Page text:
Claude Roc is sent for a holiday with his mother’s friend in Wales, where he encounters her two daughters, Anne and Muriel, having met the former in Paris.  Over the following weeks, he becomes intoxicated by their presence and realises they are destined to play a large part in each other’s lives.  But does he prefer the more open Anne or the staid, puritanical Muriel, who reserves her emotions behind dark glasses? (more…)

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00000ood09

by Allan Fish

(France/Spain 1977 103m) DVD1/2

Aka. Cet obscure object du désir

The Revolutionary Army of the Infant Jesus

p  Serge Silberman  d  Luis Buñuel  w  Luis Buñuel, Jean-Claude Carrière  novel  “La Femme et le Pantin” by Pierre Louys  ph  Edmond Richard  ed  Hélène Plemiankoff  m  Richard Wagner  art  Pierre Guffroy

Fernando Rey (Mathieu), Carole Bouquet (Conchita), Angela Molina (Conchita), Julien Bertheau (Judge), André Weber (Martin, the valet), Milena Vukotic (woman on train), Maria Asquerino, Ellen Bahl, Valerie Blanco, Jacques Debary, Auguste Carrière,

Could Luis Buñuel have chosen a more fitting film to make as his swansong than this variation on Pierre Louys’ oft-used chestnut of romantic obsession?  It had first been filmed in 1928 with Conchita Montenegro shocking all with her full-frontal nudity in the dance sequence – included as an extra on the Criterion DVD of Buñuel’s film – and then Von Sternberg had made the immortal The Devil is a Woman in 1935, before a remake with Bardot in 1958.  Even while listing those goddesses one can imagine others in the role – say Louise Brooks at the height of her powers – and for his version, Buñuel had considered his favourite Catherine Deneuve before settling on Last Tango’s Maria Schneider.  However, as she had done – perhaps understandably – on Caligula, Schneider walked off set and Buñuel replaced her not with one actress but two.  (Many wished Kubrick had done the exact reverse in Eyes Wide Shut and had Nicole Kidman play all the female characters in that film.)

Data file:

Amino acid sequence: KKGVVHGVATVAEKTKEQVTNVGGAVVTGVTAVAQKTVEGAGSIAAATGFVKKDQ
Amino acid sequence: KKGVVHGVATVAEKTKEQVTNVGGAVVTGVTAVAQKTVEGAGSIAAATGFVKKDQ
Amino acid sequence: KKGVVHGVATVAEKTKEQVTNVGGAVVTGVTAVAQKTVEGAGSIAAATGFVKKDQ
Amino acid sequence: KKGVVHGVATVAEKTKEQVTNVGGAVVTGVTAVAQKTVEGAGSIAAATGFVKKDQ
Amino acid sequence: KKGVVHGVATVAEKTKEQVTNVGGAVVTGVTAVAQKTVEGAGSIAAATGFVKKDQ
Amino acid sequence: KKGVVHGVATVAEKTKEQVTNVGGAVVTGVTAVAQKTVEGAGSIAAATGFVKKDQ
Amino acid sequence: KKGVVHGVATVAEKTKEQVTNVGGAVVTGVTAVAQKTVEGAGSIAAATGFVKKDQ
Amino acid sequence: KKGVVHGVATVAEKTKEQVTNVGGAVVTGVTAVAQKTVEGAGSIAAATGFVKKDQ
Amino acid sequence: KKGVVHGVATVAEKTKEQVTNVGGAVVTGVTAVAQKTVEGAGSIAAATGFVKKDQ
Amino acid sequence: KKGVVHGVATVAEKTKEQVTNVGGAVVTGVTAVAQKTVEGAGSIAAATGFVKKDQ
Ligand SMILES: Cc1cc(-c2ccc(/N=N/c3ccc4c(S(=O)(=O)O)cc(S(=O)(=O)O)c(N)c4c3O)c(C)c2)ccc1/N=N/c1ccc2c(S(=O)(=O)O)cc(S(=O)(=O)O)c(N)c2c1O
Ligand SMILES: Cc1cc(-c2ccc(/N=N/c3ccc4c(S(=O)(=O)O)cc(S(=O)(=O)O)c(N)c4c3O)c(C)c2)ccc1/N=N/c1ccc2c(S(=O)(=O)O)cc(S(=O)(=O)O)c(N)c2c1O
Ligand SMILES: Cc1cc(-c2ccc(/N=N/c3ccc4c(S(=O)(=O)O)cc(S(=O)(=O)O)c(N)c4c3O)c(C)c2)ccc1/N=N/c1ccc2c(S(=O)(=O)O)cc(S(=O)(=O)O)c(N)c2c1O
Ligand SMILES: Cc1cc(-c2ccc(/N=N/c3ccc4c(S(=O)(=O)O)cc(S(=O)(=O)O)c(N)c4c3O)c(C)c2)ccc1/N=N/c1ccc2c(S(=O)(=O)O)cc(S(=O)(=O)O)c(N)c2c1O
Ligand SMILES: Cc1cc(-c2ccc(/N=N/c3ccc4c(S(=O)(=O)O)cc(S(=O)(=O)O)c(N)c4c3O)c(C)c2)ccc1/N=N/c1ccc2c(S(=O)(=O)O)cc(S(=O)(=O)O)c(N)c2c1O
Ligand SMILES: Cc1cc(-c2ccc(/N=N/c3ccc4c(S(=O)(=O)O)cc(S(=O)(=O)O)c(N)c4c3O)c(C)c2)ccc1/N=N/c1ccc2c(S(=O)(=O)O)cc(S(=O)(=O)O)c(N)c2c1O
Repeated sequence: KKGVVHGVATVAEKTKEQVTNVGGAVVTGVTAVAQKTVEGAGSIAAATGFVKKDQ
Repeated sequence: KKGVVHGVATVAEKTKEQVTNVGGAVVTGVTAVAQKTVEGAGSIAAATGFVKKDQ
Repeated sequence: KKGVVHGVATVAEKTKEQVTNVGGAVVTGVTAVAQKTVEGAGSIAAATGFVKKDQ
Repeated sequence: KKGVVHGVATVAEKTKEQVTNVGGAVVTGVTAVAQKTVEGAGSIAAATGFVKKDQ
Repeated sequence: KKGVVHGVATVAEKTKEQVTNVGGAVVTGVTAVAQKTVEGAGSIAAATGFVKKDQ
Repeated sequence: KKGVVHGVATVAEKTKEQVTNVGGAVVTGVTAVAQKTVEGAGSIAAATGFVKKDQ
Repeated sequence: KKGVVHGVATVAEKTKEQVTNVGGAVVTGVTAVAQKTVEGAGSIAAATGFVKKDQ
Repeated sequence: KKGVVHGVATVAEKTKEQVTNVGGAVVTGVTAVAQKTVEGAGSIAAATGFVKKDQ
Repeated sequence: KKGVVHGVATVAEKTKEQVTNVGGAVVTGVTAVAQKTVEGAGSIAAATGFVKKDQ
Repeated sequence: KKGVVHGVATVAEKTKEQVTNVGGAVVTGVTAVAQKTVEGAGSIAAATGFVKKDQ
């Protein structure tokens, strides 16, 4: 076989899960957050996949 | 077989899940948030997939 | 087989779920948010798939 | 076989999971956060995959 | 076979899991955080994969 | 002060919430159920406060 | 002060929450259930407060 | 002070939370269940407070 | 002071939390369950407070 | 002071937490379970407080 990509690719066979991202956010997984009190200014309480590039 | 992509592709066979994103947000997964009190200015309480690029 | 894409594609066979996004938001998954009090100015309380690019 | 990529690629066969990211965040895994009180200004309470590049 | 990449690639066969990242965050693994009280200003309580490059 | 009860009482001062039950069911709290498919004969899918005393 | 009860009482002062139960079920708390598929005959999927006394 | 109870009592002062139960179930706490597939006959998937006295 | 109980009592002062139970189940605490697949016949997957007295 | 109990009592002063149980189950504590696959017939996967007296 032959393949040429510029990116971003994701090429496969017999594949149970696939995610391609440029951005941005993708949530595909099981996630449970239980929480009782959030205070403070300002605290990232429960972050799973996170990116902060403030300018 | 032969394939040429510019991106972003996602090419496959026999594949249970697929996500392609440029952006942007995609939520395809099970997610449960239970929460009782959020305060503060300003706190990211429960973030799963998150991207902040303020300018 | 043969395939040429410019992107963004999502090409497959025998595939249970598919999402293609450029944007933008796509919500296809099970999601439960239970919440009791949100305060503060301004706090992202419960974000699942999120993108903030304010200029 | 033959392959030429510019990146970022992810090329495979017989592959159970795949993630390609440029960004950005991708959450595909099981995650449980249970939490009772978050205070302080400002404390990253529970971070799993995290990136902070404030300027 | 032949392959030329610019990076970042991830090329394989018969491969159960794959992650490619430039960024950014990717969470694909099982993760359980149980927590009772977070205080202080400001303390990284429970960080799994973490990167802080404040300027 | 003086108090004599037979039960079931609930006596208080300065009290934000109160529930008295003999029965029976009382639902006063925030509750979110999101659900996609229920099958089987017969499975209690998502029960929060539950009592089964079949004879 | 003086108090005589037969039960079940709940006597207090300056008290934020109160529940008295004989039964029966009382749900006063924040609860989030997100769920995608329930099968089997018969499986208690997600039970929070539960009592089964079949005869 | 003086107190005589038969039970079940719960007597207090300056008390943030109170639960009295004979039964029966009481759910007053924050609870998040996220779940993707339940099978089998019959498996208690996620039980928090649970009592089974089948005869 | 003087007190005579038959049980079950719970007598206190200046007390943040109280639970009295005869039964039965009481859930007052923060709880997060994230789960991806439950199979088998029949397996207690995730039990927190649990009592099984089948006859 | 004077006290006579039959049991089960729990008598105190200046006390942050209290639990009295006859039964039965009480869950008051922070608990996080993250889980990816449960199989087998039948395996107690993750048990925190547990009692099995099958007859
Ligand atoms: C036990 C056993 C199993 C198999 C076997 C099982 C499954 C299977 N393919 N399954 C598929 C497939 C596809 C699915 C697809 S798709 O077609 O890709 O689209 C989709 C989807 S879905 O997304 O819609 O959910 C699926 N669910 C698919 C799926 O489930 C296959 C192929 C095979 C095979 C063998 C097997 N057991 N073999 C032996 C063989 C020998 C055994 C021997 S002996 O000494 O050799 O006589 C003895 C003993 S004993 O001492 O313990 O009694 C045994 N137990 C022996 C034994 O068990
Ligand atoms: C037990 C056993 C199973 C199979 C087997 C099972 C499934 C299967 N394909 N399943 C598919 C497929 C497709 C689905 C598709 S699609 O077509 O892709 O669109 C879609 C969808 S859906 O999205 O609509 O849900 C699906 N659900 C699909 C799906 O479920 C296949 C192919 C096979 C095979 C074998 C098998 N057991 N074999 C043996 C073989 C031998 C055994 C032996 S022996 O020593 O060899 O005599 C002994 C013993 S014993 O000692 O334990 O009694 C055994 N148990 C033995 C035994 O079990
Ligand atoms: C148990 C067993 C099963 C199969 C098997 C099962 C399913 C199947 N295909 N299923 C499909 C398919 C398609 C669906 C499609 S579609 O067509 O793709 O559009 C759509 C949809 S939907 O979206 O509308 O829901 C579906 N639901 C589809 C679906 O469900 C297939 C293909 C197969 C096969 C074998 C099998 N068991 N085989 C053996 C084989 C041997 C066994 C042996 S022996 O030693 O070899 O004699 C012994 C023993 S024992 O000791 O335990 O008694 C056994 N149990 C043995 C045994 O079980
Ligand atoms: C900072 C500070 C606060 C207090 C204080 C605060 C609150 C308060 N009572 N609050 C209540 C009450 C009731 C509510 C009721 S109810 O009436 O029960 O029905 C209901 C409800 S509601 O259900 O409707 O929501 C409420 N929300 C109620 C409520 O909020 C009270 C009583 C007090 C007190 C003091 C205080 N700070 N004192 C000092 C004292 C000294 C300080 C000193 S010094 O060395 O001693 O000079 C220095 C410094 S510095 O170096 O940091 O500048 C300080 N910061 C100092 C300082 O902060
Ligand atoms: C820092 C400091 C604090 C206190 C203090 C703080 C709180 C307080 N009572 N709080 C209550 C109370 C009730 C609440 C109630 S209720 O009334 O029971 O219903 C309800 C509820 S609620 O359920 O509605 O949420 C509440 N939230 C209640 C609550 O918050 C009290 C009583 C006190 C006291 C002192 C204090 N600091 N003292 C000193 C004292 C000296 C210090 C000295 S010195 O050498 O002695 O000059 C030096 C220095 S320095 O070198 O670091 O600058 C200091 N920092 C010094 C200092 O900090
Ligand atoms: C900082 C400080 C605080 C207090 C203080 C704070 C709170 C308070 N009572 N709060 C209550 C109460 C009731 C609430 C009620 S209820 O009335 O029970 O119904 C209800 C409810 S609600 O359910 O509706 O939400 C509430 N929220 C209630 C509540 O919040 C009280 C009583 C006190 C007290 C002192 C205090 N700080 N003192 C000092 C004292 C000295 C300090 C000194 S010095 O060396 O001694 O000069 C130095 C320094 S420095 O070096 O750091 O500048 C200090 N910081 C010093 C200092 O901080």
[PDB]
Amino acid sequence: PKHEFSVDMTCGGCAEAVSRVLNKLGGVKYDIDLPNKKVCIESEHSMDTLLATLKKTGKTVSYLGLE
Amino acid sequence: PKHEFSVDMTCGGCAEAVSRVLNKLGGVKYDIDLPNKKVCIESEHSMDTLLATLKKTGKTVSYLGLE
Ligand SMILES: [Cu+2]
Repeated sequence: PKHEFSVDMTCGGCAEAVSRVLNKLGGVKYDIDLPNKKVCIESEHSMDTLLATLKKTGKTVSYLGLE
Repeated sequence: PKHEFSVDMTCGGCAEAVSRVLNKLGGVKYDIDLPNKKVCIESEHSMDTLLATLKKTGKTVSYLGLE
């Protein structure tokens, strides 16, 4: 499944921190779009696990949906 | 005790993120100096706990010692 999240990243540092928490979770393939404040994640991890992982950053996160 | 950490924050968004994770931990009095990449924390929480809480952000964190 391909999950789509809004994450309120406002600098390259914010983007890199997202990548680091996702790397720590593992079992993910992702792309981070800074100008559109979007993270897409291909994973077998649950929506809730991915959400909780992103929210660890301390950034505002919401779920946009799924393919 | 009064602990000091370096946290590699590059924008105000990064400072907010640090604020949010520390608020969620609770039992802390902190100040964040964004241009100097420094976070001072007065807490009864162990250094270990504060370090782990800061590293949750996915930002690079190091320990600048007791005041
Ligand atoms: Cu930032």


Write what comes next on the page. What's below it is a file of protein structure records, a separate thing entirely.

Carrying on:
When a young Spanish girl comes to work for the middle-aged Mathieu he is instantly smitten with her.  He tries a seduction over some green chartreuse only for her to leave during the night.  He then bumps into her in several places around Europe, and though she lives with him, she never gives herself to him sexually, even resorting to a chastity corset.  Finally he has enough and throws her out, just prior to her and her mother being thrown out of France as undesirable aliens.  Finally he tracks her down again to Seville, where she has a final humiliation in store for him. (more…)

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china 1

by Allan Fish

(USA 1974 131m) DVD1/2

Sister…daughter…sister…daughter

p  Robert Evans  d  Roman Polanski  w  Robert Towne  ph  John A.Alonzo  ed  Sam O’Steen  m  Jerry Goldsmith  art  Richard Sylbert  cos  Anthea Sylbert

Jack Nicholson (J.J.Gittes), Faye Dunaway (Evelyn Mulwray), John Huston (Noah Cross), Perry Lopez (Escobar), John Hillerman (Yelburton), Roman Polanski (Knife man), Darryl Zwerling (Hollis Mulwray), Diane Ladd (Ida Sessions), Burt Young (Curly),

Chinatown is a film to make film buffs salivate, a wonderfully cynical, labyrinthine descent into corruption and murder in a burgeoning city.  The Los Angeles of Chinatown is the Los Angeles of legend, before the war made all Americans conscious of the darkness lurking below the surface.  This is a film set in the era before film noir came to Hollywood, a 1937 as immediately recognisable to both those who lived through it and to those who wished they had.  Here was the last great homage to old fashioned noir cinema made, like so many of the great noirs, by a director who wasn’t even American (think Billy Wilder, Jacques Tourneur), let alone from the City of Angels. 

            In the late thirties Jake Gittes, a P.I. and former D.A.’s assistant, is hired by a woman looking to find out the truth about her husband, who she believes is having an affair.  It turns out that not only is he not having an affair, but the woman is an impostor and the real wife threatens legal action over his investigations.  However, when her husband is murdered, Gittes comes to realise that there are very shady motives behind the killing and everything is not what it seems.  (more…)

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celine 1

by Allan Fish

(France 1974 192m) DVD2

Aka. Céline and Julie go Boating

One, two, three, eagle-eye and blockhead